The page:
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    Re: Using Thread

    Just to add a bit of information to that: You used a thread, which is a pretty good way to go, but there is a better option, in this case, which is the BackGroundWorker. The BGW is really just something that manages a thread, so it is similar to what you are working with. However, it also raises a few events on the UI thread, which is really convenient. For one thing, you can raise the ReportProgress event from the BGW, and the UI thread (your form) can handle that event. In this case, you'd be raising that event instead of updating the label. In the form, you'd handle the event and set the label accordingly. That would get past the issue you are having (though there is another way, using Invoke). There is also an event that gets raised when the BGW completes, which may not be as useful to you.
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  4. #4
    Wall Poster TysonLPrice's Avatar
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    Re: Using Thread

    Quote Originally Posted by Shaggy Hiker View Post
    Just to add a bit of information to that: You used a thread, which is a pretty good way to go, but there is a better option, in this case, which is the BackGroundWorker. The BGW is really just something that manages a thread, so it is similar to what you are working with. However, it also raises a few events on the UI thread, which is really convenient. For one thing, you can raise the ReportProgress event from the BGW, and the UI thread (your form) can handle that event. In this case, you'd be raising that event instead of updating the label. In the form, you'd handle the event and set the label accordingly. That would get past the issue you are having (though there is another way, using Invoke). There is also an event that gets raised when the BGW completes, which may not be as useful to you.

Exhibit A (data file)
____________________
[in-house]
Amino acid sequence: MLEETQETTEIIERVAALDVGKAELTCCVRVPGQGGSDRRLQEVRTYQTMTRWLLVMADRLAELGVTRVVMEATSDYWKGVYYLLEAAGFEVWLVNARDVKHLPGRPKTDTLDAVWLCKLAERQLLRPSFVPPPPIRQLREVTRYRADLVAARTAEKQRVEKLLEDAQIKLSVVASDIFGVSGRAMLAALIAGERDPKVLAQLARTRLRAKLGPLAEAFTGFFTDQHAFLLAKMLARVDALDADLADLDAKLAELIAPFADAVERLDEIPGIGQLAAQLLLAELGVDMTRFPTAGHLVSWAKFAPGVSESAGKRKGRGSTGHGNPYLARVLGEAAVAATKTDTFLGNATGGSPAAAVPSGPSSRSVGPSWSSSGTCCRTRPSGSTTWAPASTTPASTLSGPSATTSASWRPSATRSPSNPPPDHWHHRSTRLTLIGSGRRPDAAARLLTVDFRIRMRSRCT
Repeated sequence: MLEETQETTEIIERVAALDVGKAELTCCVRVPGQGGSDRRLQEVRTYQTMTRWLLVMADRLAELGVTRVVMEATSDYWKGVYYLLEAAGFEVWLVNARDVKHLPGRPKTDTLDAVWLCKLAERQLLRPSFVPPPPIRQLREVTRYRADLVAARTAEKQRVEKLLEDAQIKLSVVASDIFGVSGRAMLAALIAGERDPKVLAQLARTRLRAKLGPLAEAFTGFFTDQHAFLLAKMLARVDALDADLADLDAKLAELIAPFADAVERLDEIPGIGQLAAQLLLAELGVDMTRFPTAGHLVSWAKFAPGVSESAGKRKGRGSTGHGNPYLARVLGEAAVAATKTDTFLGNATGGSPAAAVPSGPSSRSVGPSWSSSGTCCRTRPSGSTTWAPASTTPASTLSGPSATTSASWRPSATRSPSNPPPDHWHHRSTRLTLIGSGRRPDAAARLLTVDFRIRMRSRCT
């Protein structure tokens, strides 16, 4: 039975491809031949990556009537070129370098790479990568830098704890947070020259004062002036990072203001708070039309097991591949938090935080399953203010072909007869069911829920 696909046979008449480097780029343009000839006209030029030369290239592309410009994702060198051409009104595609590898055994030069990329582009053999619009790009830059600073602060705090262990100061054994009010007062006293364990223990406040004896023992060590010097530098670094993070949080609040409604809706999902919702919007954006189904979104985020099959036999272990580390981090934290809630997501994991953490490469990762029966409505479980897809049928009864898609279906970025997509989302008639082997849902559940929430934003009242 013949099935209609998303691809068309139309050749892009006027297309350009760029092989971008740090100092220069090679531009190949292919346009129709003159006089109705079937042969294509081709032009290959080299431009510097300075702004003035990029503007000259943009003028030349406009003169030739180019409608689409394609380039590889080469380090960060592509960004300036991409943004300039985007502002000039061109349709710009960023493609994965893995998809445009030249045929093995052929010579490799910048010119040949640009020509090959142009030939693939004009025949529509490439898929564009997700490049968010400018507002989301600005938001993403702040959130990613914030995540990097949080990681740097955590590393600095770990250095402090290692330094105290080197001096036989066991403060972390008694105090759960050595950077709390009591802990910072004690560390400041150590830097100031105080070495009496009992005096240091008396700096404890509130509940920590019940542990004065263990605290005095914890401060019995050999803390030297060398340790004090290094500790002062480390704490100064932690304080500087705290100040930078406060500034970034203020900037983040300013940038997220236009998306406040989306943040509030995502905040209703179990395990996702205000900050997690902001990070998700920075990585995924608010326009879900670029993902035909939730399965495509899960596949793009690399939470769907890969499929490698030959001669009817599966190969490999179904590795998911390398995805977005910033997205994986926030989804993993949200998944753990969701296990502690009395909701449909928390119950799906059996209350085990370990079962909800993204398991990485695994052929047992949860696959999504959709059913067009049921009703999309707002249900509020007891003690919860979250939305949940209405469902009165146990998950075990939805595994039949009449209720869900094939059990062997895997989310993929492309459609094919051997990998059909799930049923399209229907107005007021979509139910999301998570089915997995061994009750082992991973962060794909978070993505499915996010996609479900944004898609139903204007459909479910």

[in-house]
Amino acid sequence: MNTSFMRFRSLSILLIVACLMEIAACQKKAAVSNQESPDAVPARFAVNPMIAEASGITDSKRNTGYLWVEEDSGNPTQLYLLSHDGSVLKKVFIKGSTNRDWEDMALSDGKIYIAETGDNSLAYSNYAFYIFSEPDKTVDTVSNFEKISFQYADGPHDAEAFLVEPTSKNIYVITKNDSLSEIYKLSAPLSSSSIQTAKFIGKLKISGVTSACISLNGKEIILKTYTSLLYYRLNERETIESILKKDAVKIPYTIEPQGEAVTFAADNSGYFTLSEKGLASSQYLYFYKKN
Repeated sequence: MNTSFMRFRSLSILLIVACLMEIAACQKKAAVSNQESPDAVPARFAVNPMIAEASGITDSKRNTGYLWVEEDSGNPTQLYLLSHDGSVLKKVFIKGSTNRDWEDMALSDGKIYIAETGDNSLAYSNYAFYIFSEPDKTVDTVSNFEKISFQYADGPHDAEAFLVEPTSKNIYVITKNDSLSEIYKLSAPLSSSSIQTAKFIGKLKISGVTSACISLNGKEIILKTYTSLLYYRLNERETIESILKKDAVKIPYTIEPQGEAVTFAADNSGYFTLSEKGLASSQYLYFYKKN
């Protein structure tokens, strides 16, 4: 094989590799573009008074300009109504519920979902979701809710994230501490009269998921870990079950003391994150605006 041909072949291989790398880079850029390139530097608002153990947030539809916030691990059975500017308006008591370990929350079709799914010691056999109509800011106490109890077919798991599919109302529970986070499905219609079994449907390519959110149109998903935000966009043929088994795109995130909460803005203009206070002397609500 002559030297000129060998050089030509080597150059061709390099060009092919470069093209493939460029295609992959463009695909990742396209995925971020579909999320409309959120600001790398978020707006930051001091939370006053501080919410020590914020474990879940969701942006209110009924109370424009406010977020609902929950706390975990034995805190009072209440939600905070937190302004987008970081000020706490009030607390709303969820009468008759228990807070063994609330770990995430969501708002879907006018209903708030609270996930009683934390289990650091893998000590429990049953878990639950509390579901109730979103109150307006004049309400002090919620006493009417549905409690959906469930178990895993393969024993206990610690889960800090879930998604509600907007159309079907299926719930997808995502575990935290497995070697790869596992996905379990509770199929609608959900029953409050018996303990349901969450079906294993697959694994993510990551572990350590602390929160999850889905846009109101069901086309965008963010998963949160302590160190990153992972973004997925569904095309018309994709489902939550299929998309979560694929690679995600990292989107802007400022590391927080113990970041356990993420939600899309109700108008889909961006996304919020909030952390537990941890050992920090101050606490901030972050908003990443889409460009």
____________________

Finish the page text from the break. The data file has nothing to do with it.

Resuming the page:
OOPs...that is what I linked to - A background worker.
    Please remember next time...elections matter!

  5. #5
    Member Grant Swinger's Avatar
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    Re: Using Thread

    Windows Forms controls are not thread safe. What this means is that only the thread that created the control can access it directly. This is a good thing because you don't want some thread which has no clue about the control's state to just barge in and change things.

    Read this tutorial.

    If you are new to threading start with the Background Worker as it is simple to understand and use. With that under your belt you can move on to more modern methods of threading.

  6. #6
    Super Moderator Shaggy Hiker's Avatar
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    Re: Using Thread

    Yeah, I know, but I wanted the OP to know WHY you linked to that. A BGW would be ideal for this situation, though I don't want to discourage anybody from dealing with threads directly. After all, that's probably where learning starts when it comes to threading. There are lots of different threading things, all intended to make one or another piece easier, but starting with a Threading.Thread is a good place to begin.
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  7. #7
    .NUT jmcilhinney's Avatar
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    Re: Using Thread

    As suggested, a BackgroundWorker is a simplified option for using multithreading in a GUI. The point of the BackgroundWorker is to avoid using InvokeRequired, Invoke and BeginInvoke to determine what thread you're currently on and to marshal method calls to the UI thread. That's all done inside the BackgroundWorker code. You just have to call methods and handle events, which you've done many times before without multithreading. The one golden rule that you must observe when using the BackgroundWorker is DO NOT touch the UI in the DoWork event handler. That means getting or setting any property of a control or calling any method of a control. You also have to be careful of indirect access, e.g. modifying the data in a DataTable that is bound to a DataGridView. The grid is a control so any changes to bound data will end up getting or setting a property or calling a method. The short version of how to use a BackgroundWorker is as follows:

    Call RunWorkerAsync to start the background work.
    Handle the DoWork event and do the background work in the handler.
    To update the UI during the work, call ReportProgress and handle ProgressChanged.
    To update the UI after the work, handle RunWorkerCompleted.